This is for all the kombucha lovers out there. The recipe is at the end of the post.
The scenery out the window is a solid white block. After months of a relatively mild, sunny winter, February is bringing in the snow. I might be in the minority here (big surprise) but I am thankful to have snow. I feel in my gut that something is awry when it doesn’t snow in the winter, or when it is rains all summer log and never gets above 80 degrees. Even though I feel trapped in my own home today due to the snow, am scared to drive due to the snow, and will likely take a nap and eat too much homemade bread with homemade jam due to the snow, I feel at ease.
What better task to give myself on a snow day than making kombucha? Actually, making kombucha is not a time consuming project, however, it is the most interesting thing I will do today. Kombucha is, for some, an acquired taste. As for me, I have always liked it. I did drink vinegar as a child, so I suppose it is no surprise. (I have always enjoyed acidic foods, much to the chagrin of my tongue.) I finally received a kombucha mother last month after the one I had was forgotten in the refrigerator. Instead of buying ridiculously expensive kombucha from the store, I can now make my own at a fraction of the cost.
Kombucha is a fermented food. Sugars are digested by a yeast and bacterial colony known as the kombucha mother. When I first got my hands on a mother, I wanted to make the delicious fruity drinks that I bought at the store, so my kombucha was always quite experimental. I would make lightly sweetened fruit beverages and put the mother in them. I have heard that flavors can inhibit the mother and they actually prefer a much more consistent environment. This time around, I am actually making kombucha “by the book” by adding all flavoring after the kombucha has finished the fermentation process.
Internet searches bring up the controversy surrounding the consumption of kombucha. The one issue I take seriously is the lead poisoning issue caused by making kombucha in old earthen ware crocks. Many old crocks contain lead in the glaze and acidic kombucha corrodes the glaze, allowing the lead to leach into the drink. As for the health benefits, well, I have no idea what are true as far as cancer, weight loss and so forth. Kombucha contains B vitamins, live yeast and bacteria and other acids that supposedly boost the immune system and help out the digestive system. Many people drink kombucha as an energy drink because it is full of vitamins and minerals, and caffeine from the tea. I drink more kombucha in the summer, when it ferments faster. This is also the time when I eat lots of raw, fresh vegetables, am constantly working outside, do yoga three times a week and am pretty darn happy. Therefore, I am thinner, more alert, have lots of energy, and so forth. I am a bit hesitant to attribute all the benefits I feel in the summer to kombucha alone. But I do love it on a hot summer day during my lunch break.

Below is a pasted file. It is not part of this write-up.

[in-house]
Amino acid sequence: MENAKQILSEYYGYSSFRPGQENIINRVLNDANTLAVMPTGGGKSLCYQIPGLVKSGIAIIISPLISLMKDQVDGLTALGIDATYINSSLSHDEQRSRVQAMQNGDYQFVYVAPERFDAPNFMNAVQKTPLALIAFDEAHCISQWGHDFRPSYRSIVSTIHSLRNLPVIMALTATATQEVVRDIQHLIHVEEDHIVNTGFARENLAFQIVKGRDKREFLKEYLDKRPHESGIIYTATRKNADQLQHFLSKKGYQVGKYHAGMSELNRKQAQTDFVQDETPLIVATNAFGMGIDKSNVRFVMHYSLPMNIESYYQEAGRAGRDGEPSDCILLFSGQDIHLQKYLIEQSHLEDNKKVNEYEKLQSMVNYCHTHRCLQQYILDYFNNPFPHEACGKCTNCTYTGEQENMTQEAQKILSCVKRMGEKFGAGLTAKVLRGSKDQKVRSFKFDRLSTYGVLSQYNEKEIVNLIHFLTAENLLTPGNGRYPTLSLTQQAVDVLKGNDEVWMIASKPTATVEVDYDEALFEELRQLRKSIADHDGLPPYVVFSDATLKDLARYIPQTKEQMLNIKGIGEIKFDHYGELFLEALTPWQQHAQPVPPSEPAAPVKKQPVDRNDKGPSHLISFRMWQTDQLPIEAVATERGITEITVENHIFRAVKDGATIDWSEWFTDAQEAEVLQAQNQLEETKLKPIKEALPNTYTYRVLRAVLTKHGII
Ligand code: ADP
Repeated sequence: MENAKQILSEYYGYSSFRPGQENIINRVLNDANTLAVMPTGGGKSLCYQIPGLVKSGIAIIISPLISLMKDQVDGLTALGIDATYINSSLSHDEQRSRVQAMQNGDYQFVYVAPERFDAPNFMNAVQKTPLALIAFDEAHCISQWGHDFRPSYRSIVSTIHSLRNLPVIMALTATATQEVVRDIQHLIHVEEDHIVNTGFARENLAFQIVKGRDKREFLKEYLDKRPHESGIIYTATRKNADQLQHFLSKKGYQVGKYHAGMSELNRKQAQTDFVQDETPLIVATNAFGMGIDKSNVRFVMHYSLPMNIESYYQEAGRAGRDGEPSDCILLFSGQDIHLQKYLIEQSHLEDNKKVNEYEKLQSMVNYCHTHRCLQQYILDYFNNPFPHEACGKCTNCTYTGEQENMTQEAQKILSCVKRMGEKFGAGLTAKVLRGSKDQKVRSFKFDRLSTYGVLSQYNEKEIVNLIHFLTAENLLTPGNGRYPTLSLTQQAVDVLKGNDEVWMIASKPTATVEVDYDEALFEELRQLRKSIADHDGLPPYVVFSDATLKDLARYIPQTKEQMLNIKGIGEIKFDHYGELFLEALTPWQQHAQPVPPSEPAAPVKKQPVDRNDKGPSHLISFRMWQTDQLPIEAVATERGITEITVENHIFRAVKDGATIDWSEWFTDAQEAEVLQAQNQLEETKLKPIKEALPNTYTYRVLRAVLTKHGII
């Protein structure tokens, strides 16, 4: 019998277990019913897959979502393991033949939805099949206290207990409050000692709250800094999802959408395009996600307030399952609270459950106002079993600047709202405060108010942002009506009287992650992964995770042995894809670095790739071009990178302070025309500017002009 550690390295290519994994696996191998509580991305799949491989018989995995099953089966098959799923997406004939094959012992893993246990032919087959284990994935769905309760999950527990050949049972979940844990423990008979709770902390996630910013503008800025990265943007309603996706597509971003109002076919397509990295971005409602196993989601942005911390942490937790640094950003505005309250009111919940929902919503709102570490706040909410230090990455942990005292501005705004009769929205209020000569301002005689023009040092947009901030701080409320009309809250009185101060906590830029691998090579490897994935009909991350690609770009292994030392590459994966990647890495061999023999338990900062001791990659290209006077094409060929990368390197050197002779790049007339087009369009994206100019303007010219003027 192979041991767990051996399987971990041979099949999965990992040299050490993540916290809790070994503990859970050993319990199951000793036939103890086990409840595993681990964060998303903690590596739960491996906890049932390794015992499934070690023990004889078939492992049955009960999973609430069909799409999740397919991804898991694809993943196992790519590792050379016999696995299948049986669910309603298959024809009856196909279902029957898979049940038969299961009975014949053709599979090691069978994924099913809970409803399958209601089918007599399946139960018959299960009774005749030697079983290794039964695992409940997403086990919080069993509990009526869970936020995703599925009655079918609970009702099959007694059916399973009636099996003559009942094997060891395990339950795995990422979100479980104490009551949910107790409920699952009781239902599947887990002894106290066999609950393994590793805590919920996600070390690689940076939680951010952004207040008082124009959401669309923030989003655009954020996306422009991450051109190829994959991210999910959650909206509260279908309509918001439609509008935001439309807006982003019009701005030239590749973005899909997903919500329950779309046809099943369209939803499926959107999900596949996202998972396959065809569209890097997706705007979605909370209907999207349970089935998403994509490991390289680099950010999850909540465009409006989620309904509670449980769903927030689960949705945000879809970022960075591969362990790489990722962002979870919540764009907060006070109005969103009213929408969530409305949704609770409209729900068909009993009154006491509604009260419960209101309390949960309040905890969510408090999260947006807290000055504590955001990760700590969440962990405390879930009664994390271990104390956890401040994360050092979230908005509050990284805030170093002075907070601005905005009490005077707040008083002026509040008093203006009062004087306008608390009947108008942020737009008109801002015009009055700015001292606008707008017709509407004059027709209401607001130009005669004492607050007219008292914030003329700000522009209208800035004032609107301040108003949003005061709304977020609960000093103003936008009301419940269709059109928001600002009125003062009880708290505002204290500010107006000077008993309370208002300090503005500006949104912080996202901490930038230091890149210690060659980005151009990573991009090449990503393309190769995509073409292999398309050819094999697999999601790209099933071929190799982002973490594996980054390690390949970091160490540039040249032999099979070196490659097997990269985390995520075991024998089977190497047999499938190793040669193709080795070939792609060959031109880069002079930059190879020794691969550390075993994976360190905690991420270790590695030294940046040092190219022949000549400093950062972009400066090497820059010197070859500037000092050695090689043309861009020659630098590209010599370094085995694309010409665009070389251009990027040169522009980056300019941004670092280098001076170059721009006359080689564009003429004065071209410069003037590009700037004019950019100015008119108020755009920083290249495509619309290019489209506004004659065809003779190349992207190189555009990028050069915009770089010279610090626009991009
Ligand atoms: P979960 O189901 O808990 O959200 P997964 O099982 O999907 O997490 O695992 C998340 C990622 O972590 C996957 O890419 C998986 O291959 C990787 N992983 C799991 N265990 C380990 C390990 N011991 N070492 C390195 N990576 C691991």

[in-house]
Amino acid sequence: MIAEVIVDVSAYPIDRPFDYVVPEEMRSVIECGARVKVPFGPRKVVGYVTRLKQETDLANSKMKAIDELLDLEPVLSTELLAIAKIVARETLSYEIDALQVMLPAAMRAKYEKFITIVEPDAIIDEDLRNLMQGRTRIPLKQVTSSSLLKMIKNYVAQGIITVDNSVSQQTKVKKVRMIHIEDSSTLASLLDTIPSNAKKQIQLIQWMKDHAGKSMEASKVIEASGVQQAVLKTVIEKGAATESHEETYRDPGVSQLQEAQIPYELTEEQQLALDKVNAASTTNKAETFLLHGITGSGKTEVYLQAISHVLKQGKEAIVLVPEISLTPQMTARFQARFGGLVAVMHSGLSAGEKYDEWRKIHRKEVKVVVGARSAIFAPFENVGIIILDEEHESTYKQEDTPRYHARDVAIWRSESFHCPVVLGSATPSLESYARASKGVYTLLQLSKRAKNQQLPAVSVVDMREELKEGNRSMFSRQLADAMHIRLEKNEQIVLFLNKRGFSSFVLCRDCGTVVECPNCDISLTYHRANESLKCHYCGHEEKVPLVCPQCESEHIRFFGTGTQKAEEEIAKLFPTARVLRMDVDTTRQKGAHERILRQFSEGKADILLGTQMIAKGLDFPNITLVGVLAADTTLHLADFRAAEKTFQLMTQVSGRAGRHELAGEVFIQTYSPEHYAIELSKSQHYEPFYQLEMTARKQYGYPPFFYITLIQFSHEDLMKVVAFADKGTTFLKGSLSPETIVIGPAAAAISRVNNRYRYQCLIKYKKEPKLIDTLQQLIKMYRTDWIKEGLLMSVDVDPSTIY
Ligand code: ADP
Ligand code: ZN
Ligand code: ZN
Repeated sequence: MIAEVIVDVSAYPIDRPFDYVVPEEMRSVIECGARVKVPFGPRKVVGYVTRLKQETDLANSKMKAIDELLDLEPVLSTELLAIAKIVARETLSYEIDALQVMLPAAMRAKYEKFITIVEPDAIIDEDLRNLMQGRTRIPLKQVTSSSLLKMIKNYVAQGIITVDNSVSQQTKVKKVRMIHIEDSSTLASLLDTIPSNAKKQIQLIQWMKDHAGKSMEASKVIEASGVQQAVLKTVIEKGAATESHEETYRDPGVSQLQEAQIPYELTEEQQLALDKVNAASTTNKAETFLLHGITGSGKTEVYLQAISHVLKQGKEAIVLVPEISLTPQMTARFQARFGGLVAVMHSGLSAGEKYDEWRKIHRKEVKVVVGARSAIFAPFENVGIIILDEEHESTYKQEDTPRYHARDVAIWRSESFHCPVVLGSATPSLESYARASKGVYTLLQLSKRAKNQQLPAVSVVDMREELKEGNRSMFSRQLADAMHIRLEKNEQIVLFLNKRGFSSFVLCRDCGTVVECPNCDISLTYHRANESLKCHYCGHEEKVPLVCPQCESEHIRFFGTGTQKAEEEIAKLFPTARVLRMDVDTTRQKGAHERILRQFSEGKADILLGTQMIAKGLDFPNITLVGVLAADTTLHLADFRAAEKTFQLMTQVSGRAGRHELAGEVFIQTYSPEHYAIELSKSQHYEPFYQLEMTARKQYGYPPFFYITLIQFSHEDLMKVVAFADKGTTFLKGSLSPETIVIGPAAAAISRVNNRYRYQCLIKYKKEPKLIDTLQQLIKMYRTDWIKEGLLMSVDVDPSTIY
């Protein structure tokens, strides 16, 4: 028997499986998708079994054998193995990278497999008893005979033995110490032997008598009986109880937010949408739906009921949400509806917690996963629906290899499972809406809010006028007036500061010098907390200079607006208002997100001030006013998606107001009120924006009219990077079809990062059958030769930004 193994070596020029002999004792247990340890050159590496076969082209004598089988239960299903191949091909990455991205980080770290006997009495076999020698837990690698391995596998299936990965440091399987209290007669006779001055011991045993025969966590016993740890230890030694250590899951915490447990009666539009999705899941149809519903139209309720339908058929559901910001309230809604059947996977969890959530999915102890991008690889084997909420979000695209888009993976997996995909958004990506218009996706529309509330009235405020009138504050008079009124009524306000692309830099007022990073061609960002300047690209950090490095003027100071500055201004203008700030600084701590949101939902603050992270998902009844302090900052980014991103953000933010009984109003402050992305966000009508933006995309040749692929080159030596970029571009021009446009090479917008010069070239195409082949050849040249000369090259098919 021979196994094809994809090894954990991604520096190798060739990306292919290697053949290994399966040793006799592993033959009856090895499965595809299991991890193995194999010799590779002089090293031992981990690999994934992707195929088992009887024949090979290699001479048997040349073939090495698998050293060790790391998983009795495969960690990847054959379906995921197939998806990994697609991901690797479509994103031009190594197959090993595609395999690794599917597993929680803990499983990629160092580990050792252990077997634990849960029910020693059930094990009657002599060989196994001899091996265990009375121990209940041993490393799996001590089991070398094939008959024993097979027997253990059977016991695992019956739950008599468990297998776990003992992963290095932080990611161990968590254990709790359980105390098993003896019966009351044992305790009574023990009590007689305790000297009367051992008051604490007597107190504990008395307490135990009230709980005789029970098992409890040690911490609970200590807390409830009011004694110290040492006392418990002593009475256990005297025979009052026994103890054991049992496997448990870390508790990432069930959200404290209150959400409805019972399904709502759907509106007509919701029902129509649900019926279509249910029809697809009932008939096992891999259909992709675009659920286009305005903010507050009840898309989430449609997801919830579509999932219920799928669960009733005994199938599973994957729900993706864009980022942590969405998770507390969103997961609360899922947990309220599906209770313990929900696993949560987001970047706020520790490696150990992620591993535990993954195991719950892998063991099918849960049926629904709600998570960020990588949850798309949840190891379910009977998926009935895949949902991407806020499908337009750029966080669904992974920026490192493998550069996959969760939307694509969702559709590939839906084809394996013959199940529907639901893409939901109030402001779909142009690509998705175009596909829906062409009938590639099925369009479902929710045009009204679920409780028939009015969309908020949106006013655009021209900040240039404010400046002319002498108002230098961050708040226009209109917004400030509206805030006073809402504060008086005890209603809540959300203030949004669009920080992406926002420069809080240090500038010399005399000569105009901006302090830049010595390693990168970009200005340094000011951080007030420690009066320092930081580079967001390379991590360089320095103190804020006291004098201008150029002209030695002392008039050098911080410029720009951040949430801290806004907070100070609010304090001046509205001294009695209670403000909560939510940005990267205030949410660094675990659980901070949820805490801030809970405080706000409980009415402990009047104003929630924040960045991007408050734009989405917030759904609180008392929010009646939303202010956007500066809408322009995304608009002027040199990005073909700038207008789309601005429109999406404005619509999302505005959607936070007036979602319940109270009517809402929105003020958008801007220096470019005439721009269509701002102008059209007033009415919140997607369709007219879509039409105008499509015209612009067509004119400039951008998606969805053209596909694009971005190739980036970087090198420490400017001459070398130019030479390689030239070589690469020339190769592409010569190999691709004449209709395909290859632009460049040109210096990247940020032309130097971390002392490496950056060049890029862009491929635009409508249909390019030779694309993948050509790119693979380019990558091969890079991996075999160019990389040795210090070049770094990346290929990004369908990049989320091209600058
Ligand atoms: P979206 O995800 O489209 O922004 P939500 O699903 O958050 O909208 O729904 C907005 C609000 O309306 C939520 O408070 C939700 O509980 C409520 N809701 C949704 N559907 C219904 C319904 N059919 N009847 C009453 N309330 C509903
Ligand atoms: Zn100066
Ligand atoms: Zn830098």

I make kombucha from sugar and tea. For a while I was making it from honey, because I can purchase responsibly and locally produced honey. However, having read that the kombucha mother needs consistency in order to thrive, and actually thrives better in a sugar sweetened tea over a honey sweetened tea, I will attempt to ween one of my mothers on honey slowly, by using an ever-increasing ratio on honey to sugar, and see how tastes along the way.
Since the kombucha will produce a new, fresh colony with each fermentation, kombucha brewers are usually pretty generous with their extra mothers. Every kombucha mother I have acquired has been given to me by an acquaintance.
This method makes one quart of strong sweet tea diluted with 3 quarts of cold water. This ensures that the temperature of the tea is cool enough for the kombucha mother. Do not place the kombucha mother into hot water. The ideal temperature for kombucha is 75-80 degrees. Excessive heat will kill the colony.
Makes about 1 gallon.
You will need:
1-2 gallon capacity glass container with a large opening or lead free crock (do not use metal)
bottles with air-tight lids (for the finished kombucha)
2 TBS loose tea, I use 1 TBS Assam black tea, 1 TBS Sencha green tea
1 cup (fair-trade, organic, vegan) sugar
1 kombucha mother plus 1/2 cup finished kombucha
Optional: juice, I enjoy juiced ginger
Brew loose tea in one quart of boiling hot water for 5-10 minutes. Strain. Add sugar and stir into the hot tea until dissolved. Place sweet tea into the brew container and add 3-4 quarts of water. Place the kombucha mother in the sweet tea and cover tightly with several layers of cheesecloth or a towel. Let it ferment for several days before tasting it. The ideal fermenting temperature is 75-80 degrees. In this temperature range, the kombucha will take 10-14 days to ferment the sugars in the tea. In the winter, since it is cooler, the kombucha takes much longer, about 3 weeks. Taste the kombucha. if it is still very sweet, it is not done. When the kombucha is at the end of the process, it will taste acidic and slightly sweet. If you enjoy carbonated kombucha, you may strain the kombucha and place it in a jars fitted with air-tight lids, along with juice, if using. Leave the jars at room temperature for a few more days and then place them in the refrigerator until ready to drink. Once the jar is opened, the kombucha will start to lose its carbonation.
To keep the mother: The kombucha mother needs to have access to unfermented sugars at all times. Either store it in some of the slightly sweet kombucha in the refrigerator until the next batch, or start the next batch immediately.